Fredrik Logevall (born 1963) is a Swedish-American historian and educator at Harvard University, where he is the Laurence D. Belfer Professor of International Affairs at the John F. Kennedy School of Government and professor of history in the Harvard Faculty of Arts and Sciences. He is a specialist in U.S. foreign policy and the Vietnam Wars. He was previously the Stephen and Madeline Anbinder Professor of History at Cornell University, where he also served as vice provost and as director of the Mario Einaudi Center for International Studies. He won the 2013 Pulitzer Prize for History for his book Embers of War: The Fall of an Empire and the Making of America’s Vietnam.

InsideClimate News

InsideClimate News is a non-profit and non-partisan news organization, focusing on environmental journalism. The publication writes that it "covers clean energy, carbon energy, nuclear energy and environmental science—plus the territory in between where law, policy and public opinion are shaped."Established in 2007, the Brooklyn, New York-based website covers environmental issues. It won the 2013 Pulitzer Prize for National Reporting for its coverage of the Kalamazoo River oil spill.

Keith Bradsher

Keith Bradsher is a business and economics reporter and the Shanghai bureau chief of The New York Times. He was previously the chief Hong Kong correspondent since 2002, reporting on Greater China, Southeast Asia and South Asia on topics including economic trends, manufacturing, energy, health issues and the environment. He has won several awards for his reporting and was part of a team of New York Times reporters who won the 2013 Pulitzer Prize for Explanatory Reporting for a series of 10 articles about the business practices of Apple and other technology companies.

Philip Kennicott

Philip Kennicott is the chief Art and Architecture Critic of The Washington Post. Kennicott won the 2013 Pulitzer Prize for Criticism. He had twice been a Pulitzer Prize finalist before: in 2012, he was a runner-up for the criticism prize, and in 2000, he was also a finalist for the Pulitzer Prize for Editorial Writing for a series on gun control in the St. Louis Post-Dispatch. In 2015, he was a National Magazine Award finalist in the Essays and Criticism category for an essay he contributed to Virginia Quarterly Review; that piece, "Smuggler,"

was also selected for the 2015 volume Best American Essays. In 2006, he was an Emmy Award nominee for a Web-based video journal about democracy and oil money in Azerbaijan.

Kennicott was raised in Schenectady, New York, where he studied piano with composer and pianist Joseph Fennimore. In 1983, he attended Deep Springs College, before transferring to Yale in 1986. Kennicott graduated summa cum laude with a degree in philosophy in 1988.

Kennicott served as an editor of several classical music publications in New York City from 1988–95, including Senior Editor of Musical America and Editor of Chamber Music Magazine. He became classical music critic of the Detroit News in 1995, and later Chief Classical Music Critic of the St. Louis Post-Dispatch. In 1999, he joined the Washington Post as Chief Classical Music Critic, before becoming Culture Critic in 2001, and Art and Architecture Critic in 2011. Kennicott is also a former contributing editor at The New Republic, where he wrote articles on classical music, and has served as a reviewer and columnist for Gramophone.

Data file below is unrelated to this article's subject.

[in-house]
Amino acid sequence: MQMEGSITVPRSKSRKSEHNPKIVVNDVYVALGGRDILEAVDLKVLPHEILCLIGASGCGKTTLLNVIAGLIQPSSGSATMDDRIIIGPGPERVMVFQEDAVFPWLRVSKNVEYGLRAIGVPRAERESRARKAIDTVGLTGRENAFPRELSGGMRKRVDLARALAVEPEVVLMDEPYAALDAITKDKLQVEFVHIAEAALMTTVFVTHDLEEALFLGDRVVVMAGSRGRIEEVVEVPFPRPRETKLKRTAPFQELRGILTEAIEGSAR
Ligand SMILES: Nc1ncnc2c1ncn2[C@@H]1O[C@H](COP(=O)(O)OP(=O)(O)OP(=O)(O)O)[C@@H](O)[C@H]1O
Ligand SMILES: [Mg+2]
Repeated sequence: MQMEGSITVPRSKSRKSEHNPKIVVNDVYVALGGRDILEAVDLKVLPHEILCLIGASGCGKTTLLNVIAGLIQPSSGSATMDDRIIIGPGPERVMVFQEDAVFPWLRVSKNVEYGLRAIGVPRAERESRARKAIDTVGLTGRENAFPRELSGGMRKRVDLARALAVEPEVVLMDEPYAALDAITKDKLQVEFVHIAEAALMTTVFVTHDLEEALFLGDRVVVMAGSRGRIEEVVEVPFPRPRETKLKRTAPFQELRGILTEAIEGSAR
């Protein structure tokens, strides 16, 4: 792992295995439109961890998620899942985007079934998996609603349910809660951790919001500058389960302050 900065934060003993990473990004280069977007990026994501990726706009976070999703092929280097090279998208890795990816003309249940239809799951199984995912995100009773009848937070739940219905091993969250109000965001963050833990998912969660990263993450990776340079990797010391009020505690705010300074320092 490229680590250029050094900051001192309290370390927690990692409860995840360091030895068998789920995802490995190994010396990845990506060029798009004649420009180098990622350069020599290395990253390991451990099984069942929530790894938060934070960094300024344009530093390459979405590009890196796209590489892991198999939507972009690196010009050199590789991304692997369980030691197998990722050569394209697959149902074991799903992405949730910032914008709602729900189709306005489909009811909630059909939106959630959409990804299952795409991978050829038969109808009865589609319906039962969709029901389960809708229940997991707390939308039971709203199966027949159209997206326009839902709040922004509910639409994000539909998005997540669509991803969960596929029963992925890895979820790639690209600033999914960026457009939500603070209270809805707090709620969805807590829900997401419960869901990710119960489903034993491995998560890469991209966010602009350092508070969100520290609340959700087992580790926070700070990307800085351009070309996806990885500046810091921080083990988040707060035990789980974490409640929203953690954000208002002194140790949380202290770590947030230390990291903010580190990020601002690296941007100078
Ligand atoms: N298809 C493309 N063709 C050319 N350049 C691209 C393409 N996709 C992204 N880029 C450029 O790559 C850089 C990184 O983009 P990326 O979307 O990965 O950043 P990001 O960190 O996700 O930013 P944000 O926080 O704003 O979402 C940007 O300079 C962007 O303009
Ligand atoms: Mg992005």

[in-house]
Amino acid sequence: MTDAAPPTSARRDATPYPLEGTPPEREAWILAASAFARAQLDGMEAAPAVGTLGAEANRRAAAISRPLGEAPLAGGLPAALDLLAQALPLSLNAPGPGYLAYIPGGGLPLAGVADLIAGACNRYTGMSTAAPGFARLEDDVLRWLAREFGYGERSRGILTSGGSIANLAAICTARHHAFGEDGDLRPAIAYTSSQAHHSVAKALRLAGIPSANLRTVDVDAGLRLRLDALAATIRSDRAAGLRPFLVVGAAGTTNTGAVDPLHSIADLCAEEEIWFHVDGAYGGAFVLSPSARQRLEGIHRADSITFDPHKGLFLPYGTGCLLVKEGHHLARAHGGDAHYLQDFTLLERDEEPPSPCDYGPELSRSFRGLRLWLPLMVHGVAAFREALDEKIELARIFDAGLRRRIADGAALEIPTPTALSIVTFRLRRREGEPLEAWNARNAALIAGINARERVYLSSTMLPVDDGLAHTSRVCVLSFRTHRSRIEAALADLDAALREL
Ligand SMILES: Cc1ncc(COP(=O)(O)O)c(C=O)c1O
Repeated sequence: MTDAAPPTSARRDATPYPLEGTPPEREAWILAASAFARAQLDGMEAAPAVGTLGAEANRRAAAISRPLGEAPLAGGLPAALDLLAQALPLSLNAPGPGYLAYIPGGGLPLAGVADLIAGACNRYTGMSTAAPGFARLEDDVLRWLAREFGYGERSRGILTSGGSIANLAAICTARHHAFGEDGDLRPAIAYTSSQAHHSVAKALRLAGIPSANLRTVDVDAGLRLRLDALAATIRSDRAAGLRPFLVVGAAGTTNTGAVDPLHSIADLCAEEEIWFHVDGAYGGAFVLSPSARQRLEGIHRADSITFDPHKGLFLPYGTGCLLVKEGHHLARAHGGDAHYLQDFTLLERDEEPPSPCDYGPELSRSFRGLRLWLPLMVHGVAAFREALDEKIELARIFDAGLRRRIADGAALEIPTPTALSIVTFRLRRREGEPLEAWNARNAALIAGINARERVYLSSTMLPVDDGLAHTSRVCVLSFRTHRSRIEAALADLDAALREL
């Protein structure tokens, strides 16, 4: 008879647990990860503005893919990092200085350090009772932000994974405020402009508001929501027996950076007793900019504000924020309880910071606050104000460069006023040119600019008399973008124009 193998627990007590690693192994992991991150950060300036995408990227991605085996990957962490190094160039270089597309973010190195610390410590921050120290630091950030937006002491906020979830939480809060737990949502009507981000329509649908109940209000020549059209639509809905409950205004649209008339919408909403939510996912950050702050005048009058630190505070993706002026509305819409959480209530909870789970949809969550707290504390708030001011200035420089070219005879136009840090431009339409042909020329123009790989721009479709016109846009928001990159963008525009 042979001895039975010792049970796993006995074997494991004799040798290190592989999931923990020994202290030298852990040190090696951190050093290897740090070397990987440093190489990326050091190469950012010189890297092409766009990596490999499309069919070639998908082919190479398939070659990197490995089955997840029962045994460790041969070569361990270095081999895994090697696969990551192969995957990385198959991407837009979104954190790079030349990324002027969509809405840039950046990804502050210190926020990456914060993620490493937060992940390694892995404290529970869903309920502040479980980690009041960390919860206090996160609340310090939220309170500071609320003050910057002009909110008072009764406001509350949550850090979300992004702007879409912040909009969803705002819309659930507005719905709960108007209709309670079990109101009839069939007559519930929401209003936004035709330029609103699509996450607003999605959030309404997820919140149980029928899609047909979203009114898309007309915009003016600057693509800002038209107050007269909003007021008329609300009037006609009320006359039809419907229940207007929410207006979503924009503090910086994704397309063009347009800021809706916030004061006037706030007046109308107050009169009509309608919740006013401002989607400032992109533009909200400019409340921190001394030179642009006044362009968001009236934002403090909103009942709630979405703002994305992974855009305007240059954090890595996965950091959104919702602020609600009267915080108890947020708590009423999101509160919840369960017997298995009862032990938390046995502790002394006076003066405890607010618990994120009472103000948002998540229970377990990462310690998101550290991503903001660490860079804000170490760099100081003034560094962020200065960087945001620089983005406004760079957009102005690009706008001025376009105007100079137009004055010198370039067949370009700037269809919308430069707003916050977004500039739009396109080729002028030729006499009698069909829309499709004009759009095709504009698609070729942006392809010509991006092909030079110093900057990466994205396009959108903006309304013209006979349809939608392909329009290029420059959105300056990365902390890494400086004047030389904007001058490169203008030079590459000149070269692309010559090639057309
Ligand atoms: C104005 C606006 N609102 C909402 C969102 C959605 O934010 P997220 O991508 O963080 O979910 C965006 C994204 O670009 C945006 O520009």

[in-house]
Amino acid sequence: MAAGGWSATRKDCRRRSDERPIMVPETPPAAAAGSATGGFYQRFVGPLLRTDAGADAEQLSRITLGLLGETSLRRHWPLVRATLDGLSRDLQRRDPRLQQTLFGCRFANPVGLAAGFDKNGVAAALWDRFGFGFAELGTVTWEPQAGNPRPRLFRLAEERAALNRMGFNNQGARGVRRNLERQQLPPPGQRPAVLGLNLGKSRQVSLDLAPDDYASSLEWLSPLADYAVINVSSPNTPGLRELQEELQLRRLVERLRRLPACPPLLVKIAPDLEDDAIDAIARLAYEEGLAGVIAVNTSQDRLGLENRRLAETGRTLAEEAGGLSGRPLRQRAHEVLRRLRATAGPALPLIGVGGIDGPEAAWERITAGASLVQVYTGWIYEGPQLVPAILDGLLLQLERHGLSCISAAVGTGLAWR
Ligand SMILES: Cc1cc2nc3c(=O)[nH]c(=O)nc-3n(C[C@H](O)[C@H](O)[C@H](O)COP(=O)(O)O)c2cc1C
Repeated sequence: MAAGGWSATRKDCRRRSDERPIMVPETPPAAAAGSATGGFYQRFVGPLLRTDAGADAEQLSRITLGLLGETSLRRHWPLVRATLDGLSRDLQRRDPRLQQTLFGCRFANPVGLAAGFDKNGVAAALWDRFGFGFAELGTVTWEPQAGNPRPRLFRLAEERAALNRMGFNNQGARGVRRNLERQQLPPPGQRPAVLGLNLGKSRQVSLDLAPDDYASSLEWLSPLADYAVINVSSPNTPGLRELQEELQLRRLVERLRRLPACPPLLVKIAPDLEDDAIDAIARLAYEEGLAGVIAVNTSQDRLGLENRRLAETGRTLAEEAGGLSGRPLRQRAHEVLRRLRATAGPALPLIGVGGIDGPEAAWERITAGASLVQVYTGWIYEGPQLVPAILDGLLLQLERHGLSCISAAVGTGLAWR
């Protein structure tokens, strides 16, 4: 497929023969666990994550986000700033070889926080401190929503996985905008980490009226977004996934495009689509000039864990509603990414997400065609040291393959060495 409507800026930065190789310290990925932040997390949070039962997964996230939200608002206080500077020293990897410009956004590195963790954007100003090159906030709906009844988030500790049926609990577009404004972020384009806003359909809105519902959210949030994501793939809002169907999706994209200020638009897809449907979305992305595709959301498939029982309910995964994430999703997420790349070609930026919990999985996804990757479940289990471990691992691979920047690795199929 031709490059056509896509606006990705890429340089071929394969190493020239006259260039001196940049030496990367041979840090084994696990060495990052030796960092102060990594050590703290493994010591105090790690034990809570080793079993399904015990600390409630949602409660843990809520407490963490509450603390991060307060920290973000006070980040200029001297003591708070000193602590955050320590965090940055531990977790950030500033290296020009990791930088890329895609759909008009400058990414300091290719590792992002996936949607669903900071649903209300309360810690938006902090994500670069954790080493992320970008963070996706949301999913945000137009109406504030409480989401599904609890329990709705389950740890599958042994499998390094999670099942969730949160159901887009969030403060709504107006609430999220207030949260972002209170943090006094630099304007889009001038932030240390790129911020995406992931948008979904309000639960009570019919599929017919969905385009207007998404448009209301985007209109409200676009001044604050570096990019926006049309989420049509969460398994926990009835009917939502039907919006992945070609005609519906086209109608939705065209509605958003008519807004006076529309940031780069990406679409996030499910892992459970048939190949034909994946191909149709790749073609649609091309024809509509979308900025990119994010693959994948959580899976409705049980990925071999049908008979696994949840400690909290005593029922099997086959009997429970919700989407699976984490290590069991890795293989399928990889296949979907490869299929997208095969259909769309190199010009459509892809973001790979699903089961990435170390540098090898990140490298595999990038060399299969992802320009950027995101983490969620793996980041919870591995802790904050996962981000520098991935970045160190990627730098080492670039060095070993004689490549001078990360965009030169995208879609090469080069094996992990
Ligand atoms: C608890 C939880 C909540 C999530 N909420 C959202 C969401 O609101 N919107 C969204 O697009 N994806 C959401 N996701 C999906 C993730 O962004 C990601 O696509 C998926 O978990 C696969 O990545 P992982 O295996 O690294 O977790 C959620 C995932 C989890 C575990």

Kennicott is a frequent participant in national and international symposia, including the Aspen Ideas Festival and the World Justice Forum IV in the Hague.

Pieces of Winter Sky

Pieces of Winter Sky is a composition for chamber ensemble by the American composer Aaron Jay Kernis. The work was commissioned by the consortium Music Accord for the ensemble eighth blackbird. The piece was a runner-up for 2013 Pulitzer Prize for Music, losing to Caroline Shaw's Partita for 8 Voices.

Steve Sack

Steve Sack (born 1953) is an American cartoonist who won a 2013 Pulitzer Prize for editorial cartooning. With Chris Foote he draws the cartoon activity panel Doodles and he is editorial cartoonist for the Minneapolis Star Tribune, where he started in 1981. Both Doodles is distributed by Creators Syndicate. Sack's editorial cartoons are distributed by Cagle Cartoons.

The Orphan Master's Son

The Orphan Master's Son is a 2012 novel by American author Adam Johnson. It deals with intertwined themes of propaganda, identity and state power in North Korea. The novel was awarded the 2013 Pulitzer Prize for Fiction.

The Snow Child

The Snow Child is the debut novel by Eowyn Ivey. It was first published on February 1, 2012 by Little, Brown and Company. The novel was a finalist for the 2013 Pulitzer Prize for Fiction and was generally well received by critics.The Snow Child is set in the 1920s and follows Jack and Mabel, a childless older couple struggling as homesteaders in the Alaskan wilderness. The sudden emergence of a young girl from the woods changes their lives.

Tom Reiss

Tom Reiss (born May 5, 1964) is an American author, historian, and journalist. He is the author of three nonfiction books, the latest of which is The Black Count: Glory, Revolution, Betrayal, and the Real Count of Monte Cristo (2012), which received the 2013 Pulitzer Prize for Biography or Autobiography. His previous books are Führer-Ex: Memoirs of a Former Neo-Nazi (1996), the first inside exposé of the European neo-Nazi movement; and The Orientalist: Solving the Mystery of a Strange and Dangerous Life (2005), which became an international bestseller. As a journalist, Reiss has written for The New Yorker, The Wall Street Journal, and The New York Times.

Wadada Leo Smith

Ishmael Wadada Leo Smith (born December 18, 1941) is an American trumpeter and composer, working primarily in the fields of avant-garde jazz and free improvisation. He was one of three finalists for the 2013 Pulitzer Prize for Music for Ten Freedom Summers, released on May 22, 2012.